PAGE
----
To round out our reading curriculum, we read aloud twice daily to both of our kids. We often visit the library to have fresh stories to enjoy together. I try to get books to engage each of my children individually and some books that they both will like. We also get books with a CD so they can sit together and listen to a story being read to them. Most nights, my husband has been reading a novel to the family. He’s read: The Hobbit, Wind in the Willows, Little House in the Big Woods, Stuart Little, and the entire series about Henry Huggins by Beverly Cleary. Of course, there was some editing of certain things when it was inappropriate for little ears to hear. I’ve been impressed with the kids’ ability to listen to a chapter and actually comprehend some or most of it. They really enjoy this family time and often beg for another chapter. Love it!
|My husband reading The Gruffalo's Child to our two cuties.|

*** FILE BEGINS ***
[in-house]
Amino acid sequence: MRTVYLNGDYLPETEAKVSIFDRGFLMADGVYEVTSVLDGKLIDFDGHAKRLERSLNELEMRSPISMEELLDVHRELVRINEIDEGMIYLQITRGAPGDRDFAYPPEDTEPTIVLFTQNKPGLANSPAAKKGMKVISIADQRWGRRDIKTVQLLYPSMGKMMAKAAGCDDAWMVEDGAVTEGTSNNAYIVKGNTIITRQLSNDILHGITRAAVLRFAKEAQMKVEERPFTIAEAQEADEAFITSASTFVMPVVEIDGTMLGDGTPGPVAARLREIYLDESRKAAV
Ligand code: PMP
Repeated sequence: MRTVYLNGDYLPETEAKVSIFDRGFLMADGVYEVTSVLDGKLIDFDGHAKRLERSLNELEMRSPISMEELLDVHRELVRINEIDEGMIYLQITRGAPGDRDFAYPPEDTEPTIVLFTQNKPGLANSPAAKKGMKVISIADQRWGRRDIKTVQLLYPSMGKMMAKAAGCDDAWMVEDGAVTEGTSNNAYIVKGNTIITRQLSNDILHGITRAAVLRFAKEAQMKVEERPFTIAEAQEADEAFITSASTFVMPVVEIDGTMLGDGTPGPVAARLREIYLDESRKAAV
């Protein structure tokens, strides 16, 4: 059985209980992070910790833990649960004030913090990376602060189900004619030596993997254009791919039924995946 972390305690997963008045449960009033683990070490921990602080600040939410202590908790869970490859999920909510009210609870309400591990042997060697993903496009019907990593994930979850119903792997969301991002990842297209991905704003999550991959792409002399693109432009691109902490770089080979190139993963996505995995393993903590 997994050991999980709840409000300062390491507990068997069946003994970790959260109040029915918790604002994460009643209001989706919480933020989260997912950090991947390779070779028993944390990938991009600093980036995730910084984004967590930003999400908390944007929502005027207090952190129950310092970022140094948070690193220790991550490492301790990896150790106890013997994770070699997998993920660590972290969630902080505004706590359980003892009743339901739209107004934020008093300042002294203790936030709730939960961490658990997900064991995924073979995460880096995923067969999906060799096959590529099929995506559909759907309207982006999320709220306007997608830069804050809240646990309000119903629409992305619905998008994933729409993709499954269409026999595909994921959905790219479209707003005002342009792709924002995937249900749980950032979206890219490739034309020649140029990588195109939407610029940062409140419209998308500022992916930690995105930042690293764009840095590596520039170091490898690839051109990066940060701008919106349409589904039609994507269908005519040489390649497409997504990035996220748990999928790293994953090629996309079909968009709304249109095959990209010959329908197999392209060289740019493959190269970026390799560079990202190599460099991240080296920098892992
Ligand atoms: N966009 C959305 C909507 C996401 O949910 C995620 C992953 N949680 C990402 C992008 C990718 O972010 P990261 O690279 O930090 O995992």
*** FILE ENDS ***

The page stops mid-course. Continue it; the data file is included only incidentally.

A great resource to inspire reading together is a book called First Favorites by Veritas Press. It recommends 13 different fairly well-known children’s books, some classic and some more modern. After reading the book aloud, there are activity pages to do together. It’s writing intensive, which we skipped for reasons already mentioned. However, it was still fun for us to go beyond the story and do something fun together. For example, after reading the story Blueberries for Sal, we learned about how bears hibernate. We colored pictures of bears and then tucked the pictures away in closets so they could hibernate. When spring arrived, we took our pictures out and celebrated that the bears woke up. I also bought some blueberries and we made a blueberry pie!
In a 2012 post, The Next Steps Toward Learning to Read, I mentioned some great books to check out for beginning readers. These books are very easy so your just learning to read child can delight in reading a story to you.
Got some great reading books or ideas to share? Leave me a comment. I'd love to hear from you.